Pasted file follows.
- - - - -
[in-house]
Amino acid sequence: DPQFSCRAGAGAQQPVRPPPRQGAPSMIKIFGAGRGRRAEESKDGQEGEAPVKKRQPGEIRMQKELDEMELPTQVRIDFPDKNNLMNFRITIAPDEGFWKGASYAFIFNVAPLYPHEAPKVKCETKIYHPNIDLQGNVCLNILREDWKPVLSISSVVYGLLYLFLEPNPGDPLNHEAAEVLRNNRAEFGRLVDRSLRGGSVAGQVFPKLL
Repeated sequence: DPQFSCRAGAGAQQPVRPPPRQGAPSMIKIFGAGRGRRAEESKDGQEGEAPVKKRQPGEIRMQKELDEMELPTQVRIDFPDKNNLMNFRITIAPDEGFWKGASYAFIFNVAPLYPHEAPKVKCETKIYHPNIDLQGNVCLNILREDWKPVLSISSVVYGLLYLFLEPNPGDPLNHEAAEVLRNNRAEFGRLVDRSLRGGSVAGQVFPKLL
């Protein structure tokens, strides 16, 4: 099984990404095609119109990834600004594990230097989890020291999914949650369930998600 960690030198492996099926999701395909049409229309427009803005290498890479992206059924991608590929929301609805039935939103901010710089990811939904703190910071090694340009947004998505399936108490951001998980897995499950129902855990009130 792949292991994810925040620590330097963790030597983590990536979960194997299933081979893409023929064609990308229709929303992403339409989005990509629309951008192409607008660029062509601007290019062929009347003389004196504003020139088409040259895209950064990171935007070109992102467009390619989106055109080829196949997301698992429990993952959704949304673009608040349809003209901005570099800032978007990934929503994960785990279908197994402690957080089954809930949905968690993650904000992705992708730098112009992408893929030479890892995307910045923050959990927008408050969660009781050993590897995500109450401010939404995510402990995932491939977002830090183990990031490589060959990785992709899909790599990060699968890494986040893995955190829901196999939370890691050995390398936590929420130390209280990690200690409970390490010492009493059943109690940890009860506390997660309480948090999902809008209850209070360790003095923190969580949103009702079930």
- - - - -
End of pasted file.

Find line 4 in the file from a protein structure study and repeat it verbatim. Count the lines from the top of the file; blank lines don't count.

């Protein structure tokens, strides 16, 4: 099984990404095609119109990834600004594990230097989890020291999914949650369930998600 960690030198492996099926999701395909049409229309427009803005290498890479992206059924991608590929929301609805039935939103901010710089990811939904703190910071090694340009947004998505399936108490951001998980897995499950129902855990009130 792949292991994810925040620590330097963790030597983590990536979960194997299933081979893409023929064609990308229709929303992403339409989005990509629309951008192409607008660029062509601007290019062929009347003389004196504003020139088409040259895209950064990171935007070109992102467009390619989106055109080829196949997301698992429990993952959704949304673009608040349809003209901005570099800032978007990934929503994960785990279908197994402690957080089954809930949905968690993650904000992705992708730098112009992408893929030479890892995307910045923050959990927008408050969660009781050993590897995500109450401010939404995510402990995932491939977002830090183990990031490589060959990785992709899909790599990060699968890494986040893995955190829901196999939370890691050995390398936590929420130390209280990690200690409970390490010492009493059943109690940890009860506390997660309480948090999902809008209850209070360790003095923190969580949103009702079930």